How soil conditions affect micronutrient absorption

Macronutrient fertilisers (NPK-fertilisers) are commonly given to plants as soil-added granules. The granules slowly break down in the soil, and the nutrients are absorbed through the plant’s roots.

With micronutrients, such as zinc and manganese, application through the soil can be affected by various soil conditions. The most effective method of increasing micronutrient content of plants is the combined application of nutrients through foliar fertilisation and soil fertilisation. However, in some cases soil conditions can bind the micronutrients into an unusable form. Some of these conditions are presented in this white paper.

Soil type, pH and temperature

If the soil composition is very light (e.g. sand), the micronutrients are easily washed away from the soil by rain. Denser clay-rich soils can retain micronutrients better, but they can also bind some of the nutrients with the minerals in the clay.

Soil pH is an important factor. If the soil pH is very alkaline, zinc and manganese are bound as hydroxides. On the other hand, a too acidic pH is harmful for plants, so pH adjustments of the soil must be done carefully.

If the soil is very wet and/or its temperature is very low, the micronutrients may change to a form that is less available for the plant because of their decreased solubility. Very wet conditions and oxygen-rich soil can also cause micronutrients to form insoluble minerals with each other, like zinc and iron do with oxygen, forming ZnFe2O4.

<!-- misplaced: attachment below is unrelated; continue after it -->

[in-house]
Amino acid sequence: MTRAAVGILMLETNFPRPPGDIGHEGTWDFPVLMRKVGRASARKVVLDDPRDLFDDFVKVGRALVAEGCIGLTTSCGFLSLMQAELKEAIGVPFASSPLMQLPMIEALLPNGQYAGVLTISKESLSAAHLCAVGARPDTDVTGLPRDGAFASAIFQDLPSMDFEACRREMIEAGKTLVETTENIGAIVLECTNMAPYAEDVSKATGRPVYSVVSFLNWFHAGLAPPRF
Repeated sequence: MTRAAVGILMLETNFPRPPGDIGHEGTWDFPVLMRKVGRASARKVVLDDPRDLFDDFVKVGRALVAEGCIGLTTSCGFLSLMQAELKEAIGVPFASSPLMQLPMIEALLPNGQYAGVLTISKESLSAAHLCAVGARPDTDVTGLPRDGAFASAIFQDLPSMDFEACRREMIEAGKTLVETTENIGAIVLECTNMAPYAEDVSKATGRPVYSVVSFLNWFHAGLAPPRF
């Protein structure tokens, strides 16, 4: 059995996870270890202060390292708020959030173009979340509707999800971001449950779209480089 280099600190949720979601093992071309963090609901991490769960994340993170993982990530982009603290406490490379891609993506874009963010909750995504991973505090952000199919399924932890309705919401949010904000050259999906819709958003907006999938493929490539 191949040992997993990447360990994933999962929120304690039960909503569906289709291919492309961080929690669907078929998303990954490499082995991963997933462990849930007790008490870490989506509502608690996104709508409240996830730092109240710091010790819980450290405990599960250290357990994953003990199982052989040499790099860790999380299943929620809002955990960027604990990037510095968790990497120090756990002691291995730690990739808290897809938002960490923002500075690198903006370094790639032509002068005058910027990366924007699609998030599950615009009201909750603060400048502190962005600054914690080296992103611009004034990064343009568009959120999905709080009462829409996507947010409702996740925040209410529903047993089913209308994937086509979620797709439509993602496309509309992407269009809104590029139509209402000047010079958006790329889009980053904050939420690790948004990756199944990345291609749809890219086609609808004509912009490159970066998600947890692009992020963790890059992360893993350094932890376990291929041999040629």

Chemical binding to the soil

Carbonates are often used to adjust the pH, they lower the acidity of the soil. However, the pH should be monitored so that the increased pH and excessive carbonate ions will not bind the micronutrients into the soil.

Soils with a high organic matter content contain humic and fulvic acids which have a tendency to chelate micronutrients into their structure, leaving the micronutrients partially unavailable for the plant.

NPK fertilisers contain phosphorus, which dissolves into the soil. When the dissolved phosphorous is combined with dissolved micronutrients in alkaline conditions, they can form insoluble phosphates in the soil.

Some macronutrients like Ca and Mg can compete for space with micronutrients within the plant. This means that if excessive amounts of macronutrients are first absorbed by the plant, it cannot take in the added micronutrients as the plant structure is already saturated with nutrients.

Best micronutrient absorption results with foliar fertilisation

Foliar fertilisation is often preferred for micronutrient fertilisation and is the single most efficient method of micronutrient fertilisation. However, tissue tests have shown that the most effective way of increasing nutrient content of zinc and manganese in plants is combined fertilisation through soil and foliar fertilisation.

When the micronutrients are sprayed onto the leaves, they absorb more efficiently into the plants, because there is no contact with the soil that could bind them. When ZM-Grow is sprayed on the leaves, the micronutrients go through the leaf structure in ion form. There they are utilized by the plant’s metabolism, providing the plant with the amount of micronutrients that it requires.

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Best micronutrient absorption results with foliar fertilisation

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About ZM-Grow

ZM-Grow™ is a premium zinc and manganese foliar fertiliser.

Developed by Tracegrow, Finland, it is the world’s most ecological fertiliser product on the market.

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